"The thing that lies at the foundation of positive change, the way I see it, is service to a fellow human being." - Lech Walesa

Friday, 9 August 2013

Ethiopia: widespread arrests reported after Eid protests

Federal Police
Federal Police
(OPride) – Hundreds arrested, beaten, and tear gassed Thursday morning following nationwide Eid day protests, Muslim rights activists said.
Police began rounding up peaceful protesters returning home near the Ministry of Justice in Addis Ababa shortly after the Eid prayers concluded at the national stadium, according to eyewitness reports on Twitter. Those detained were ordered to sit on the ground inside the Ministry’s compound, the reports said.
The state-run Ethiopian Television, ETV, cut its live coverage of the Eid ceremony abruptly as the prayers ended at Addis Ababa Stadium in the capital. At the conclusion of the prayer, activists can be heard chanting “Allah Akbar” in the background – forcing ETV to switch its feeds back to headquarters for hourly news.

Thursday, 8 August 2013

Ethiopian Muslims stage Eid protests, some are arrested

(Reuters) - Muslims in Ethiopia protested in the capital Addis Ababa during Eid al-Fitr prayers on Thursday, as part of a two-year-old campaign against what they say is government interference in their religious affairs.
A heavy police presence around the city's stadium - the venue for morning prayers - marked a tense runup to the Muslim holiday after clashes between Muslims and police killed up to five people last week in Ethiopia's south.
Demonstrators chanted "Allahu Akbar" and hoisted banners that read "respect the constitution", referring to allegations that the government has tried to influence the highest Muslim affairs body, the Ethiopia Islamic Affairs Supreme Council.
Ethiopia, long seen by the West as a bulwark against militant Islam in the Horn of Africa, denies the claims but says it fears militancy is taking root in the country.

Wednesday, 7 August 2013

Ethiopia braces for anti-government protest

(AFP) - Addis Ababa - Anti-government Muslims in Ethiopia on Monday called for mass demonstrations to be held on the religious day of Eid al-Fitr later this week to protest the arrests of 28 people on terror charges.

The calls followed a weekend of violence in which three people were killed after security forces clashed with what police labeled Muslim “extremists.”

Hundreds of people held rallies near mosques in the capital, Addis Ababa, and some regional towns on Friday and Saturday.

Police in the Oromia region said some protesters fired guns at police. The state news agency said all three killed were police officers and that 11 people were injured during the hours-long unrest. Muslim leaders, however, said that police stormed a peaceful protest and killed about a dozen people.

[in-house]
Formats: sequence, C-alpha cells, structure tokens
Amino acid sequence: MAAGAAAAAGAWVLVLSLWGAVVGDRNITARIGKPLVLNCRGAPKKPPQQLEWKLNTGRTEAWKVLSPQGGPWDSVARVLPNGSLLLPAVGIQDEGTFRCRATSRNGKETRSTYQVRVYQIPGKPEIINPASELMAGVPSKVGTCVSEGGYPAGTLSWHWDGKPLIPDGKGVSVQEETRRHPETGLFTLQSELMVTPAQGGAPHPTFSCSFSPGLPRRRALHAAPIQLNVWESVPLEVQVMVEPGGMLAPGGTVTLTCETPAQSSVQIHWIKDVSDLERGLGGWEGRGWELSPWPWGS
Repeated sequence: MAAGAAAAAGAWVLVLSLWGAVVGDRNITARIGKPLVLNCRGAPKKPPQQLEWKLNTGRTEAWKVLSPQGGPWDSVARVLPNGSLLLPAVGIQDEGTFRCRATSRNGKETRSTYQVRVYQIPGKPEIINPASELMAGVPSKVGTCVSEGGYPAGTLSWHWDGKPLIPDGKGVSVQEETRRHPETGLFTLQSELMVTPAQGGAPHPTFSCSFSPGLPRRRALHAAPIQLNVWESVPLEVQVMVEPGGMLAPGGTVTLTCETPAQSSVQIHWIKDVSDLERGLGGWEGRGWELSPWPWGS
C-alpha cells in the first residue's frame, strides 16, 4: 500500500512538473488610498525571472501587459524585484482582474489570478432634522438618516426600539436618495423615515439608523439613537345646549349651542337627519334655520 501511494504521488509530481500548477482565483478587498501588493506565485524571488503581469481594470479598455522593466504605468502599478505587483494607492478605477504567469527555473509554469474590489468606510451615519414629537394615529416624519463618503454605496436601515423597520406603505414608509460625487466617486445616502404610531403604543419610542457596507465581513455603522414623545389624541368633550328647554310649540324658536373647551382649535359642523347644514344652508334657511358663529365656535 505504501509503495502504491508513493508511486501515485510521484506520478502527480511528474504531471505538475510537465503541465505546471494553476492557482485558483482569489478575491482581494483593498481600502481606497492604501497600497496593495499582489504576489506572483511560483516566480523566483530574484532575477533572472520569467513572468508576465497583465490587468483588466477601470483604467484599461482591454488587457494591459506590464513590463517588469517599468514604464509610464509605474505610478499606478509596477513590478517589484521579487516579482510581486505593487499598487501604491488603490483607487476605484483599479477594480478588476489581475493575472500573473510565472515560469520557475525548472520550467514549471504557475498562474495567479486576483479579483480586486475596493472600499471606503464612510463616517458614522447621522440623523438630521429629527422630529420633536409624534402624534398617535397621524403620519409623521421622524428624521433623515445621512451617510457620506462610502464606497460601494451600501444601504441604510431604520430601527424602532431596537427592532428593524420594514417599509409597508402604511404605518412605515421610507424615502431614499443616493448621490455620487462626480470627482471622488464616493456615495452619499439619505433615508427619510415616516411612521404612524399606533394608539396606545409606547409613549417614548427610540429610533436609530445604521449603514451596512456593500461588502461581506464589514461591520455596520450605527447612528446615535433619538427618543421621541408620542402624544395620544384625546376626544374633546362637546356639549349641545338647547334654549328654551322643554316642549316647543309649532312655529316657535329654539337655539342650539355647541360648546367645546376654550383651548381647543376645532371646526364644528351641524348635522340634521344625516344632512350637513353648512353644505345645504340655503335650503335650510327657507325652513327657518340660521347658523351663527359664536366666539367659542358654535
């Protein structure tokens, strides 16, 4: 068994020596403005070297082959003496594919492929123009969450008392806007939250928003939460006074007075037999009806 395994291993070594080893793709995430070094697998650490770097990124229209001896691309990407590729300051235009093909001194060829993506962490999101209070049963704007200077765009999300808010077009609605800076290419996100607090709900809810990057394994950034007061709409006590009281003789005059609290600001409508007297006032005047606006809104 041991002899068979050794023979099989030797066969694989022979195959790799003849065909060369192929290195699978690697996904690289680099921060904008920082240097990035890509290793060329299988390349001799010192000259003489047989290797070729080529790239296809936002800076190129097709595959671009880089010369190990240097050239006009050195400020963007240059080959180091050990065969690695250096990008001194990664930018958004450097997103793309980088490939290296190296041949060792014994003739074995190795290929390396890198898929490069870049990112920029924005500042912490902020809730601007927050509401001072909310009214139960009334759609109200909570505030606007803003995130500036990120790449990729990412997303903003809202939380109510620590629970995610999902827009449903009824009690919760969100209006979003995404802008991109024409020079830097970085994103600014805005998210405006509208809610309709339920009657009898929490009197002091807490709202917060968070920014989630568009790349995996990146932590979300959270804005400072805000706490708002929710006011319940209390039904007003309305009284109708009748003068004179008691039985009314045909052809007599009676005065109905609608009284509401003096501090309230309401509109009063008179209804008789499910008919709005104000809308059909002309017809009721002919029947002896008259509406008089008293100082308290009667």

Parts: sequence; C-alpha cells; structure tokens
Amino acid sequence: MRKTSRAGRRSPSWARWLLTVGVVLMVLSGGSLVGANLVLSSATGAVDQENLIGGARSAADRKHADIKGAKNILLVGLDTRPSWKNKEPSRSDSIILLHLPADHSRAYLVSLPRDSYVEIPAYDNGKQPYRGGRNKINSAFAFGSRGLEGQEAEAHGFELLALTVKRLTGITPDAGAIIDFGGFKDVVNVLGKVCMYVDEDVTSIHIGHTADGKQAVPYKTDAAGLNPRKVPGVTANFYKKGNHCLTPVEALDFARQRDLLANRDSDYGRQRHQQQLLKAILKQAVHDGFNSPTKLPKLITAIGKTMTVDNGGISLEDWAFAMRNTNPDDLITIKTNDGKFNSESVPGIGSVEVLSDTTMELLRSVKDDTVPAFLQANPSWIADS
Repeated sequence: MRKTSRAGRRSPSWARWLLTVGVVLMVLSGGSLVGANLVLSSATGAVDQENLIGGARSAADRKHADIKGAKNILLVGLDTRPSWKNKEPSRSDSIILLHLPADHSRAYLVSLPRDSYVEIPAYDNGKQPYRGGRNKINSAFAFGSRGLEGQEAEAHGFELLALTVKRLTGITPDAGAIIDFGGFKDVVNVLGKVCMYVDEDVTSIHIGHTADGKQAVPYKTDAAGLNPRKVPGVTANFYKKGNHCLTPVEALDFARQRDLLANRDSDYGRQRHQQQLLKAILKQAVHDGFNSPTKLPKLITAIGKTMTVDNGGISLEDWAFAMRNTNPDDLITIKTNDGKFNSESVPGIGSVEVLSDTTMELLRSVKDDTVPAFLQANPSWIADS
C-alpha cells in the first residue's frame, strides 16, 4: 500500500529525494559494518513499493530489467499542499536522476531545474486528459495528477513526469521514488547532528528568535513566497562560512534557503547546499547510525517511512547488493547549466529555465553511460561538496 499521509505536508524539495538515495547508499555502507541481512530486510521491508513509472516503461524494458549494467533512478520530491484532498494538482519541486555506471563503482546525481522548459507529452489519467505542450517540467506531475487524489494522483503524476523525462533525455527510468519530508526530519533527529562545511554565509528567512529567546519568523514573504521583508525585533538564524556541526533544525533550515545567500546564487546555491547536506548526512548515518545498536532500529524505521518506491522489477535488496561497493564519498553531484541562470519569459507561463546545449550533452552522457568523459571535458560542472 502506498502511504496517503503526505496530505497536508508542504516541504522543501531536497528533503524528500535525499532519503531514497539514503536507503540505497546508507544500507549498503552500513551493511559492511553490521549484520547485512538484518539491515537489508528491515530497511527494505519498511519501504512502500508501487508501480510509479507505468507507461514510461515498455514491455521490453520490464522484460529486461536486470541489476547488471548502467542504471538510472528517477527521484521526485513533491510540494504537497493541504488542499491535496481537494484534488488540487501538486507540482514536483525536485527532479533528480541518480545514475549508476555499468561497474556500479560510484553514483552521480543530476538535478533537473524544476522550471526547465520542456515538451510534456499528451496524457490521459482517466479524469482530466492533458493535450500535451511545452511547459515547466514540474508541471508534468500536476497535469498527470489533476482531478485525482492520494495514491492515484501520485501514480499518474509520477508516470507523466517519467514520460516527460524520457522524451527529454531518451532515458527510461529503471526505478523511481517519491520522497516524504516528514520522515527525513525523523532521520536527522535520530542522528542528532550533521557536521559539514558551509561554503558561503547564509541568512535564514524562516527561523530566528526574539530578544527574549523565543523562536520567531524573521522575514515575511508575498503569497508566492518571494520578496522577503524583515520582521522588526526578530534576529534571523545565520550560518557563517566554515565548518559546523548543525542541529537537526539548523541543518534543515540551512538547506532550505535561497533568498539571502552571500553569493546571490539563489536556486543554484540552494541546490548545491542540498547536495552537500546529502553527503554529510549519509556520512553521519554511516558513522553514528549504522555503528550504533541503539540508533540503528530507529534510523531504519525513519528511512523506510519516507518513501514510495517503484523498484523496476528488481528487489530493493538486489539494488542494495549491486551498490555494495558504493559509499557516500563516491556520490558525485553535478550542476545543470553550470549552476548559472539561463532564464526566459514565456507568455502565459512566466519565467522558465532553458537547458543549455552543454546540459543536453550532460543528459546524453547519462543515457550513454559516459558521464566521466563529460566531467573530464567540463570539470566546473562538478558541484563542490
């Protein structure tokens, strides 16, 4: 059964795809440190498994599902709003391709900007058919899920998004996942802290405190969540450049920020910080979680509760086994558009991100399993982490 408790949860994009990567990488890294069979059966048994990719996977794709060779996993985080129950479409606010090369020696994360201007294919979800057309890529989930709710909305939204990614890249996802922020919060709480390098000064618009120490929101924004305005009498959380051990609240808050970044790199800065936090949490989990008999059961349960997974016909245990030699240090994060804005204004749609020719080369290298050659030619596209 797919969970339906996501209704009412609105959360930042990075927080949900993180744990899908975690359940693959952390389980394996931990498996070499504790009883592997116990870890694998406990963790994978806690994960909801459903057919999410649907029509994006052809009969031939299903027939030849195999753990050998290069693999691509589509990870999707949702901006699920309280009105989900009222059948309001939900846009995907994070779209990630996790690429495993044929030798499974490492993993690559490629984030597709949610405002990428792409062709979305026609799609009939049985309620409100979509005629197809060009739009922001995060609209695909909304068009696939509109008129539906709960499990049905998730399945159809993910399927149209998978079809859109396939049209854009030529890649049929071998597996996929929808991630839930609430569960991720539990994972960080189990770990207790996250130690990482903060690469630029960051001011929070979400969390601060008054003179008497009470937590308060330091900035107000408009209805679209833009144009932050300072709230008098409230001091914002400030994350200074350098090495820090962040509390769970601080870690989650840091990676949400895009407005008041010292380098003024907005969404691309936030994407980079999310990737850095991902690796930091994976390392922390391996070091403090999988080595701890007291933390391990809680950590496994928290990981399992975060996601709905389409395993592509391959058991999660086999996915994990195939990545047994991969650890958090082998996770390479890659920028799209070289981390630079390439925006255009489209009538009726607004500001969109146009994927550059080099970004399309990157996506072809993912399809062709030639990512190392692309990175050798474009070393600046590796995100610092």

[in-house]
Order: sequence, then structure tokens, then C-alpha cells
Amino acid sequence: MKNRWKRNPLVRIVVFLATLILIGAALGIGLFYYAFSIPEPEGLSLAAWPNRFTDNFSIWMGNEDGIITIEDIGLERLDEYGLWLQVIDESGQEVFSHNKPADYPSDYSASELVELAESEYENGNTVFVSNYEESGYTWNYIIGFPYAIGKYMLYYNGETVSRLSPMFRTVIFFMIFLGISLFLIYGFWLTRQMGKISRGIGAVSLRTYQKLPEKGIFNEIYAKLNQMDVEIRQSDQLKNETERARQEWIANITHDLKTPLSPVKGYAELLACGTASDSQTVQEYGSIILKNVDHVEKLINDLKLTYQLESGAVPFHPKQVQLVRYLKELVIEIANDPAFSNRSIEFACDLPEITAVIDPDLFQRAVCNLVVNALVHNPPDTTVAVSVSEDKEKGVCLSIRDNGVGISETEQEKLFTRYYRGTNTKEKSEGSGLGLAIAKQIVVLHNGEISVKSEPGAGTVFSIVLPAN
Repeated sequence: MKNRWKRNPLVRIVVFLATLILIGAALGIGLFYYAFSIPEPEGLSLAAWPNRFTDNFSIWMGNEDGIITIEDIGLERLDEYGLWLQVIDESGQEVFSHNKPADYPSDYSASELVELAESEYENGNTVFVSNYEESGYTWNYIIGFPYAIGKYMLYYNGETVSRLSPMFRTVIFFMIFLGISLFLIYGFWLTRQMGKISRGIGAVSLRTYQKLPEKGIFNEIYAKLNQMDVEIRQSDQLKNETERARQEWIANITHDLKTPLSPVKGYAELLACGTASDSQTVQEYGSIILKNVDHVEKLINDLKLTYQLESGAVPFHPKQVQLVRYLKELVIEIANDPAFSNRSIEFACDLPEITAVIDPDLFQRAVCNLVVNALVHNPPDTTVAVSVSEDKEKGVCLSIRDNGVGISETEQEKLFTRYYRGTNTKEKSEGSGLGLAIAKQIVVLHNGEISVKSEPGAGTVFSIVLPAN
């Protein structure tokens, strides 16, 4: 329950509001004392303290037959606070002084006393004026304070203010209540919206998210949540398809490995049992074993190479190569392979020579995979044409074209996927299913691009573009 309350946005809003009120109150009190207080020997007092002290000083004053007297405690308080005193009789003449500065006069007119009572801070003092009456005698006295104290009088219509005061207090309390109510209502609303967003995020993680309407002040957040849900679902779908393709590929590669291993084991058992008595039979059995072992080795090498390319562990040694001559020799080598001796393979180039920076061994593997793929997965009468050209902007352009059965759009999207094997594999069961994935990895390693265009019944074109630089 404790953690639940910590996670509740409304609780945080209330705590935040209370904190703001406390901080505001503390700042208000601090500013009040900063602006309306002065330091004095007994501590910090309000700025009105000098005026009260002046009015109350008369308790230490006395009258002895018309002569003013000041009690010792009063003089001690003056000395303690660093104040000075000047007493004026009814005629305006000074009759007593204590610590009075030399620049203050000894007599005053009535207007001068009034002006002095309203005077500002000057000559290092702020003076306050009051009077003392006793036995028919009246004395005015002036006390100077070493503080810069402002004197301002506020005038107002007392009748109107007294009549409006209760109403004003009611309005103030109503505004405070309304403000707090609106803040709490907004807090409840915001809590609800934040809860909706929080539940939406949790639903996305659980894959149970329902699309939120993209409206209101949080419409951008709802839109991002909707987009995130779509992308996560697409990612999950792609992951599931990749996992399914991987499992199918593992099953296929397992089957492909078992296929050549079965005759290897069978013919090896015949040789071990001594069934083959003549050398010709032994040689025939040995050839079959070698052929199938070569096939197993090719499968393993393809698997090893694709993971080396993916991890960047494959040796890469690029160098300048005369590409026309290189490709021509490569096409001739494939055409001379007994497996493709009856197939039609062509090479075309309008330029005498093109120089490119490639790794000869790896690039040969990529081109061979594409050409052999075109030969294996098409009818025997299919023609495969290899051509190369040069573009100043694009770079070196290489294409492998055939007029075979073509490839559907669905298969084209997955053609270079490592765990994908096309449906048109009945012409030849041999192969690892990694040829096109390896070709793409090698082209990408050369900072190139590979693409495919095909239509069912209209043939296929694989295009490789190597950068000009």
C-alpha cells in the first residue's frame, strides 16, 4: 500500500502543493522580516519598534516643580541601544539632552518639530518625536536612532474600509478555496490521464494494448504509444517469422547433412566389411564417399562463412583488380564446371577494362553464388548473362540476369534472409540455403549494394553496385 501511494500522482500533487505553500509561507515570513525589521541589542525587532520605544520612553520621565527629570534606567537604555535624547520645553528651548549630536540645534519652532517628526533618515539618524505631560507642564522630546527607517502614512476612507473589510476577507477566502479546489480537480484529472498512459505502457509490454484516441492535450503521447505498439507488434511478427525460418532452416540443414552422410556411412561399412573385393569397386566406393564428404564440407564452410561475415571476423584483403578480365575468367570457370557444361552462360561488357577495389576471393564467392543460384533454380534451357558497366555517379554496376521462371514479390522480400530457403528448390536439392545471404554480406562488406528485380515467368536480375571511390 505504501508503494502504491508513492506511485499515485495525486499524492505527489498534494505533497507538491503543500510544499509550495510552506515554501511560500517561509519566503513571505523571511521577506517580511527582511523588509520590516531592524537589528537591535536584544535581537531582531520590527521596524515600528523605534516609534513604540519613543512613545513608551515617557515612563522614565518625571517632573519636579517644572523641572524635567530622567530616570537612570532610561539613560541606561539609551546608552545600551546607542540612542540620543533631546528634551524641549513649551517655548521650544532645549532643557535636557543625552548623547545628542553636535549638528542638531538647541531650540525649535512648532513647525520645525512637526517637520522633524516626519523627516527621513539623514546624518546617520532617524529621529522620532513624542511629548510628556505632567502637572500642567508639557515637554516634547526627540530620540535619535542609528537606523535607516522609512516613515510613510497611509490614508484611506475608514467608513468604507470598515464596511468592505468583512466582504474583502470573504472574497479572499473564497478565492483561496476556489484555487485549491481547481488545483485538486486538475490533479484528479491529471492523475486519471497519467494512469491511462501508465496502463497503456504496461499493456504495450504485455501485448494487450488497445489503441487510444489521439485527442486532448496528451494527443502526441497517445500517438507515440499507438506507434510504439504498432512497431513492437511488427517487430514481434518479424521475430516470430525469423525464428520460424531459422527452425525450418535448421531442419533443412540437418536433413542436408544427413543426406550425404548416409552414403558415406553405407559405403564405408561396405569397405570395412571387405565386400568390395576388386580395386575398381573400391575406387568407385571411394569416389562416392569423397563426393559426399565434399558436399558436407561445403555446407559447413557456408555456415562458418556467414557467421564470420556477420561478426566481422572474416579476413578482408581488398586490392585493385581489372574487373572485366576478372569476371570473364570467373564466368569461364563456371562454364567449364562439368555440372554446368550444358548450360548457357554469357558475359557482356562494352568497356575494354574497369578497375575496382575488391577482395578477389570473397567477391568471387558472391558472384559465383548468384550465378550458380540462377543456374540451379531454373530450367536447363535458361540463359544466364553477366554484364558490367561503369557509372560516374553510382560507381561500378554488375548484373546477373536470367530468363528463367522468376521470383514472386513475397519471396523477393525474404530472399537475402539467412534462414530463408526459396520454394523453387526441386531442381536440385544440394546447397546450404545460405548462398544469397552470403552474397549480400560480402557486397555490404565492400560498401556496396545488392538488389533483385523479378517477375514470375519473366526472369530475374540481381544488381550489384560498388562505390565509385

Some in Ethiopia's Muslim community - about one-third of the predominantly Christian nation - have been protesting alleged government interference in religious affairs for about two years.

The Muslim protesters accuse the government of unconstitutionally encouraging a moderate teaching of Islam called Al-Ahbash. Other protests have also turned violence in the past.

Tuesday, 6 August 2013

Ripple of Hope v. Audacity of Hope

In June 1966, Senator Robert Kennedy (RFK) visited South AfricaAugust 4, 2013

by Alemayehu G. Mariam
The man who would be president
In June 1966, Senator Robert Kennedy (RFK) visited South Africa and delivered a speech at the University of Cape Town on the occasion of the annual Day of Affirmation organized by the National Union of South African Students. RFK’s  “Day of Affirmation” speech was uplifting, inspiring and emboldening especially considered against the backdrop of the trial and conviction of Nelson Mandela and 10 other African National Congress leaders two years earlier (audio here). Facing the death penalty in the Rivonia trial in 1964, Mandela defiantly declared: “During my lifetime I have dedicated myself to this struggle of the African people. I have fought against white domination, and I have fought against black domination. I have cherished the ideal of a democratic and free society in which all persons live together in harmony and with equal opportunities. It is an ideal which

Ginbot 7: The same regime, another massacre

Ginbot 7 Movement for Justice, Freedom and DemocracyAugust 5, 2013

Ginbot 7 press release
Ginbot 7 Movement for Justice, Freedom and Democracy

The TPLF dictatorial regime that indiscriminately killed more than 200 demonstrators in the aftermath of the infamous 2005 election has struck again killing more than 25 innocent demonstrators and wounding, assaulting, and rounding up thousands more. In a bizarre and disgraceful move, the same regime that claimed 99.6% electoral victory just a little more than three years ago, has  gone to the same precincts and localities and mercilessly killed the same people that it said – “The People have spoken”.

The abuse and the killing over the weekend targeted Muslim communities all over the nation who for the past 32 months have peacefully been demanding the regime to respect their constitutional right to worship.  According to eye witnesses, the heavy-handed attack that resembled a battle field planned operation took place in the town of Kofle about 275 km

Sunday, 4 August 2013


ETHIOPIAN REGIME KILLS 25 PEACEFUL PROTESTERS AND ARREST 1,500 CIVILIANSAugust 3, 2013 - Ethiopian government forces open fire on unarmed demonstrators throughout the country, killing 25 and injuring dozens more, according to Ethiopian activists who took part in the demonstrations. 

One witness says at least one child was among the the dead. He also stated government security forces arrested over 1,500 protesters on Friday. 

For over a year, Ethiopian Muslims have been holding peaceful protests and mosque sit-ins over the regime's human rights abuses against their community and interference in their religion.